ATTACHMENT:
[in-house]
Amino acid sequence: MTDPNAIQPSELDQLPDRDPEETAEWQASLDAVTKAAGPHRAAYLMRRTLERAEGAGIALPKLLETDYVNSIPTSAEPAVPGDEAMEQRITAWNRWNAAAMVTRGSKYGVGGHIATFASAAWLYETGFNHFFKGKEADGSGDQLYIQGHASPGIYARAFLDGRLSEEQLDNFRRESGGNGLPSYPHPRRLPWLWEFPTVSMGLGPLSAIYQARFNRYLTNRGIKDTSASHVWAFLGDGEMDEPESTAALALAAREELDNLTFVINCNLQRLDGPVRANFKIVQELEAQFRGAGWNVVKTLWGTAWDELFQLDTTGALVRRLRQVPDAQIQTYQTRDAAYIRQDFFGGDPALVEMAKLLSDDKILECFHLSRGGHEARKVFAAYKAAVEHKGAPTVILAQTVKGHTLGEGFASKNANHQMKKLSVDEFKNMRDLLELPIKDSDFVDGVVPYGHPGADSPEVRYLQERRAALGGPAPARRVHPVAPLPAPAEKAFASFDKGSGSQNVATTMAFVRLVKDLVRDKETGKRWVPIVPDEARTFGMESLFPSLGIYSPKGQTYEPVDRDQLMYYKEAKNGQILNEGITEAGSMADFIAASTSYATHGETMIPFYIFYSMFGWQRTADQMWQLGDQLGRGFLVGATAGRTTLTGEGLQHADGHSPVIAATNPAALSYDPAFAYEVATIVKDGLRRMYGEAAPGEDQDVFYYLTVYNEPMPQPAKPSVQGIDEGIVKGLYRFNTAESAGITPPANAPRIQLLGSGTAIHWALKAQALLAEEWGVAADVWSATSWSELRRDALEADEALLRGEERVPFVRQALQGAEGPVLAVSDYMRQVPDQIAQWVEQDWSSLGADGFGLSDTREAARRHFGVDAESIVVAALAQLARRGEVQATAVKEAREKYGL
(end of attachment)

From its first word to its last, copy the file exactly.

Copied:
[in-house]
Amino acid sequence: MTDPNAIQPSELDQLPDRDPEETAEWQASLDAVTKAAGPHRAAYLMRRTLERAEGAGIALPKLLETDYVNSIPTSAEPAVPGDEAMEQRITAWNRWNAAAMVTRGSKYGVGGHIATFASAAWLYETGFNHFFKGKEADGSGDQLYIQGHASPGIYARAFLDGRLSEEQLDNFRRESGGNGLPSYPHPRRLPWLWEFPTVSMGLGPLSAIYQARFNRYLTNRGIKDTSASHVWAFLGDGEMDEPESTAALALAAREELDNLTFVINCNLQRLDGPVRANFKIVQELEAQFRGAGWNVVKTLWGTAWDELFQLDTTGALVRRLRQVPDAQIQTYQTRDAAYIRQDFFGGDPALVEMAKLLSDDKILECFHLSRGGHEARKVFAAYKAAVEHKGAPTVILAQTVKGHTLGEGFASKNANHQMKKLSVDEFKNMRDLLELPIKDSDFVDGVVPYGHPGADSPEVRYLQERRAALGGPAPARRVHPVAPLPAPAEKAFASFDKGSGSQNVATTMAFVRLVKDLVRDKETGKRWVPIVPDEARTFGMESLFPSLGIYSPKGQTYEPVDRDQLMYYKEAKNGQILNEGITEAGSMADFIAASTSYATHGETMIPFYIFYSMFGWQRTADQMWQLGDQLGRGFLVGATAGRTTLTGEGLQHADGHSPVIAATNPAALSYDPAFAYEVATIVKDGLRRMYGEAAPGEDQDVFYYLTVYNEPMPQPAKPSVQGIDEGIVKGLYRFNTAESAGITPPANAPRIQLLGSGTAIHWALKAQALLAEEWGVAADVWSATSWSELRRDALEADEALLRGEERVPFVRQALQGAEGPVLAVSDYMRQVPDQIAQWVEQDWSSLGADGFGLSDTREAARRHFGVDAESIVVAALAQLARRGEVQATAVKEAREKYGL